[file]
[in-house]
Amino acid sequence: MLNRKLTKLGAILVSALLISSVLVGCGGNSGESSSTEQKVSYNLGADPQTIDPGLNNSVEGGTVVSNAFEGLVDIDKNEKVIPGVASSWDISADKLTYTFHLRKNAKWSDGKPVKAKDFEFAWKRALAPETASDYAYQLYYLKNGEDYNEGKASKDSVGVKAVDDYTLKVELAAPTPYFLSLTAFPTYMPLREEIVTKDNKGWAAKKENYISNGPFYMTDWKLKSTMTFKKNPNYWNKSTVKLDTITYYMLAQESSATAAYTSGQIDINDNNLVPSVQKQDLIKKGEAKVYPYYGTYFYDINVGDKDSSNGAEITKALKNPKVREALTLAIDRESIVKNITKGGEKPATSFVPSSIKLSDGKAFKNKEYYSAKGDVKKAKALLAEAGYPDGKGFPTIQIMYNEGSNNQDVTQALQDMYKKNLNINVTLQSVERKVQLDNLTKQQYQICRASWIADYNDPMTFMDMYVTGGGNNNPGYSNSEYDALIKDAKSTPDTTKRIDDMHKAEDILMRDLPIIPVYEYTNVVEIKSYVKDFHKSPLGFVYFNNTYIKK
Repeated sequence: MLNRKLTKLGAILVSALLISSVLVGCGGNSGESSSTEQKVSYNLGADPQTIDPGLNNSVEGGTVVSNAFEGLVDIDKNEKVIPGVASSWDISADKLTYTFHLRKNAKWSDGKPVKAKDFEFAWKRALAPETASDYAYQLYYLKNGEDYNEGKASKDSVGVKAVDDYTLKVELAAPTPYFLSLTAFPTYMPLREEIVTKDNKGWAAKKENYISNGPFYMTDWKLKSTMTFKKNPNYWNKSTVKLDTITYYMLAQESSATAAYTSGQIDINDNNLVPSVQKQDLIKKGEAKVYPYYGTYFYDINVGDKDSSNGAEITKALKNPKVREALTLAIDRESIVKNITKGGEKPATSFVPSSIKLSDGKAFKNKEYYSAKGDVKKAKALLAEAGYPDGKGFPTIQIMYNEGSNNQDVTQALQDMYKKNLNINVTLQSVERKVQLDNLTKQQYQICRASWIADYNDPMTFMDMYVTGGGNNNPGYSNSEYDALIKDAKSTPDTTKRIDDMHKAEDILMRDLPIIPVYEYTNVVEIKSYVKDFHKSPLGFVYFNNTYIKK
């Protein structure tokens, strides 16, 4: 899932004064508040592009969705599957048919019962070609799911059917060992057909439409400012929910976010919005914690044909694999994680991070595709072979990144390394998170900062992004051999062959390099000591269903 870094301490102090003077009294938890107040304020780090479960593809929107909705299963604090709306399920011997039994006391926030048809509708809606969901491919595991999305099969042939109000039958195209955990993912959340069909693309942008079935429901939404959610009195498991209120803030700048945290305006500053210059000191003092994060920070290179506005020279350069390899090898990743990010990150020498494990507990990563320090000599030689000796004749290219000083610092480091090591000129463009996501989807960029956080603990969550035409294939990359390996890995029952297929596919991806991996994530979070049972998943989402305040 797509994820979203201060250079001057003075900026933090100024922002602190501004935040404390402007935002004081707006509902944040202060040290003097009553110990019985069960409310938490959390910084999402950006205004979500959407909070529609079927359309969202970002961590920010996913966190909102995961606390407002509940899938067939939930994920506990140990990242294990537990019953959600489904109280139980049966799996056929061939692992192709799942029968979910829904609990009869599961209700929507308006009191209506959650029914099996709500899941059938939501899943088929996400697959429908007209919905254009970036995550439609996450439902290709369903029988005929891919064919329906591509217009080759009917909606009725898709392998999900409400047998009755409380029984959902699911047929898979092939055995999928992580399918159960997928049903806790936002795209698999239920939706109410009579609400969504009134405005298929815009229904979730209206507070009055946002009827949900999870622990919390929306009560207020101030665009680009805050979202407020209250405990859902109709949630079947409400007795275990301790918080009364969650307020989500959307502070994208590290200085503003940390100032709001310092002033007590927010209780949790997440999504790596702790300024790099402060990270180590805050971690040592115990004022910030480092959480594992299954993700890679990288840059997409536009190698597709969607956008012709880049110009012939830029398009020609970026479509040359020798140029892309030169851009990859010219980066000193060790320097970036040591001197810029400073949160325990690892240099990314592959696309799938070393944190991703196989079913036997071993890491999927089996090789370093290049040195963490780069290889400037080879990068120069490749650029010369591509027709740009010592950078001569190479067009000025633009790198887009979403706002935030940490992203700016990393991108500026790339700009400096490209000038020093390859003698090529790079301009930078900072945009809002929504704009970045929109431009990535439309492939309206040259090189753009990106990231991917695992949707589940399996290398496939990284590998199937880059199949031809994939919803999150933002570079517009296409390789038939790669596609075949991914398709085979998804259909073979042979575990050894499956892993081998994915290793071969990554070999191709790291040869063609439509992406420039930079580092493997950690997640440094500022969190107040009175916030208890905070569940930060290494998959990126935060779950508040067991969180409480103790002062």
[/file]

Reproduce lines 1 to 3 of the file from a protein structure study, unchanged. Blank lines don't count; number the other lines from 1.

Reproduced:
[in-house]
Amino acid sequence: MLNRKLTKLGAILVSALLISSVLVGCGGNSGESSSTEQKVSYNLGADPQTIDPGLNNSVEGGTVVSNAFEGLVDIDKNEKVIPGVASSWDISADKLTYTFHLRKNAKWSDGKPVKAKDFEFAWKRALAPETASDYAYQLYYLKNGEDYNEGKASKDSVGVKAVDDYTLKVELAAPTPYFLSLTAFPTYMPLREEIVTKDNKGWAAKKENYISNGPFYMTDWKLKSTMTFKKNPNYWNKSTVKLDTITYYMLAQESSATAAYTSGQIDINDNNLVPSVQKQDLIKKGEAKVYPYYGTYFYDINVGDKDSSNGAEITKALKNPKVREALTLAIDRESIVKNITKGGEKPATSFVPSSIKLSDGKAFKNKEYYSAKGDVKKAKALLAEAGYPDGKGFPTIQIMYNEGSNNQDVTQALQDMYKKNLNINVTLQSVERKVQLDNLTKQQYQICRASWIADYNDPMTFMDMYVTGGGNNNPGYSNSEYDALIKDAKSTPDTTKRIDDMHKAEDILMRDLPIIPVYEYTNVVEIKSYVKDFHKSPLGFVYFNNTYIKK
Repeated sequence: MLNRKLTKLGAILVSALLISSVLVGCGGNSGESSSTEQKVSYNLGADPQTIDPGLNNSVEGGTVVSNAFEGLVDIDKNEKVIPGVASSWDISADKLTYTFHLRKNAKWSDGKPVKAKDFEFAWKRALAPETASDYAYQLYYLKNGEDYNEGKASKDSVGVKAVDDYTLKVELAAPTPYFLSLTAFPTYMPLREEIVTKDNKGWAAKKENYISNGPFYMTDWKLKSTMTFKKNPNYWNKSTVKLDTITYYMLAQESSATAAYTSGQIDINDNNLVPSVQKQDLIKKGEAKVYPYYGTYFYDINVGDKDSSNGAEITKALKNPKVREALTLAIDRESIVKNITKGGEKPATSFVPSSIKLSDGKAFKNKEYYSAKGDVKKAKALLAEAGYPDGKGFPTIQIMYNEGSNNQDVTQALQDMYKKNLNINVTLQSVERKVQLDNLTKQQYQICRASWIADYNDPMTFMDMYVTGGGNNNPGYSNSEYDALIKDAKSTPDTTKRIDDMHKAEDILMRDLPIIPVYEYTNVVEIKSYVKDFHKSPLGFVYFNNTYIKK